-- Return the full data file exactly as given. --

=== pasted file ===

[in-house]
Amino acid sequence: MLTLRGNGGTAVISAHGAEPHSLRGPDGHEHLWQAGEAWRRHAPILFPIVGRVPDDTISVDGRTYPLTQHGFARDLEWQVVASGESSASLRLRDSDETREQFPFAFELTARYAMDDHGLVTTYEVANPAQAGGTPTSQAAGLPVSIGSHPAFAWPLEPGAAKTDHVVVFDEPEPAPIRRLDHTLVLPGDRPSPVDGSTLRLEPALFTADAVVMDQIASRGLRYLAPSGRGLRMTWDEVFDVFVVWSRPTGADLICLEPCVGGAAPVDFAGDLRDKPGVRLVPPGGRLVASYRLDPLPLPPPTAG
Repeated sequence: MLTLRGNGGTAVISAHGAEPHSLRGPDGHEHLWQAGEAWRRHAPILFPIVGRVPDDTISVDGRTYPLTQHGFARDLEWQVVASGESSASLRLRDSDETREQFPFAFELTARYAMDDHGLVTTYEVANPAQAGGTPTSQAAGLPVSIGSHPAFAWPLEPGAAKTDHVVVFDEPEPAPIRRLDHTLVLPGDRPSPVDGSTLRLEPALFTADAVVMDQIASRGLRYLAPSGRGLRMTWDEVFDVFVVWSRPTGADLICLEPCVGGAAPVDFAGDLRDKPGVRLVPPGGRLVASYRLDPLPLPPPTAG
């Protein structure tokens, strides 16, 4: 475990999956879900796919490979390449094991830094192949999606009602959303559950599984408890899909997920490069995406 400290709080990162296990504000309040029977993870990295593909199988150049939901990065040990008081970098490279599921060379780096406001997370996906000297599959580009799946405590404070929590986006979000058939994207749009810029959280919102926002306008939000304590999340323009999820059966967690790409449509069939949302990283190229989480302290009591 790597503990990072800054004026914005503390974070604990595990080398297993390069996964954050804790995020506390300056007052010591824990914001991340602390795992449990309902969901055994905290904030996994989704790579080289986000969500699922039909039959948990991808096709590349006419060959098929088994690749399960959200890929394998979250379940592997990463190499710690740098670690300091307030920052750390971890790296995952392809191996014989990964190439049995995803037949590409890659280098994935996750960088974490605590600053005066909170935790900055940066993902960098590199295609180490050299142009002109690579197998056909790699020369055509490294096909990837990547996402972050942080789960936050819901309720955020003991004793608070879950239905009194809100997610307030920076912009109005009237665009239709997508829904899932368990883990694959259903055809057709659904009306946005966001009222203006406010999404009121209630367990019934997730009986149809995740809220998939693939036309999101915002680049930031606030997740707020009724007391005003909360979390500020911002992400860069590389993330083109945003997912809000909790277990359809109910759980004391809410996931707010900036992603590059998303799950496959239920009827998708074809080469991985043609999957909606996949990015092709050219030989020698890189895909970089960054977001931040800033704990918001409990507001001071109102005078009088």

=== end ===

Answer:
[in-house]
Amino acid sequence: MLTLRGNGGTAVISAHGAEPHSLRGPDGHEHLWQAGEAWRRHAPILFPIVGRVPDDTISVDGRTYPLTQHGFARDLEWQVVASGESSASLRLRDSDETREQFPFAFELTARYAMDDHGLVTTYEVANPAQAGGTPTSQAAGLPVSIGSHPAFAWPLEPGAAKTDHVVVFDEPEPAPIRRLDHTLVLPGDRPSPVDGSTLRLEPALFTADAVVMDQIASRGLRYLAPSGRGLRMTWDEVFDVFVVWSRPTGADLICLEPCVGGAAPVDFAGDLRDKPGVRLVPPGGRLVASYRLDPLPLPPPTAG
Repeated sequence: MLTLRGNGGTAVISAHGAEPHSLRGPDGHEHLWQAGEAWRRHAPILFPIVGRVPDDTISVDGRTYPLTQHGFARDLEWQVVASGESSASLRLRDSDETREQFPFAFELTARYAMDDHGLVTTYEVANPAQAGGTPTSQAAGLPVSIGSHPAFAWPLEPGAAKTDHVVVFDEPEPAPIRRLDHTLVLPGDRPSPVDGSTLRLEPALFTADAVVMDQIASRGLRYLAPSGRGLRMTWDEVFDVFVVWSRPTGADLICLEPCVGGAAPVDFAGDLRDKPGVRLVPPGGRLVASYRLDPLPLPPPTAG
């Protein structure tokens, strides 16, 4: 475990999956879900796919490979390449094991830094192949999606009602959303559950599984408890899909997920490069995406 400290709080990162296990504000309040029977993870990295593909199988150049939901990065040990008081970098490279599921060379780096406001997370996906000297599959580009799946405590404070929590986006979000058939994207749009810029959280919102926002306008939000304590999340323009999820059966967690790409449509069939949302990283190229989480302290009591 790597503990990072800054004026914005503390974070604990595990080398297993390069996964954050804790995020506390300056007052010591824990914001991340602390795992449990309902969901055994905290904030996994989704790579080289986000969500699922039909039959948990991808096709590349006419060959098929088994690749399960959200890929394998979250379940592997990463190499710690740098670690300091307030920052750390971890790296995952392809191996014989990964190439049995995803037949590409890659280098994935996750960088974490605590600053005066909170935790900055940066993902960098590199295609180490050299142009002109690579197998056909790699020369055509490294096909990837990547996402972050942080789960936050819901309720955020003991004793608070879950239905009194809100997610307030920076912009109005009237665009239709997508829904899932368990883990694959259903055809057709659904009306946005966001009222203006406010999404009121209630367990019934997730009986149809995740809220998939693939036309999101915002680049930031606030997740707020009724007391005003909360979390500020911002992400860069590389993330083109945003997912809000909790277990359809109910759980004391809410996931707010900036992603590059998303799950496959239920009827998708074809080469991985043609999957909606996949990015092709050219030989020698890189895909970089960054977001931040800033704990918001409990507001001071109102005078009088």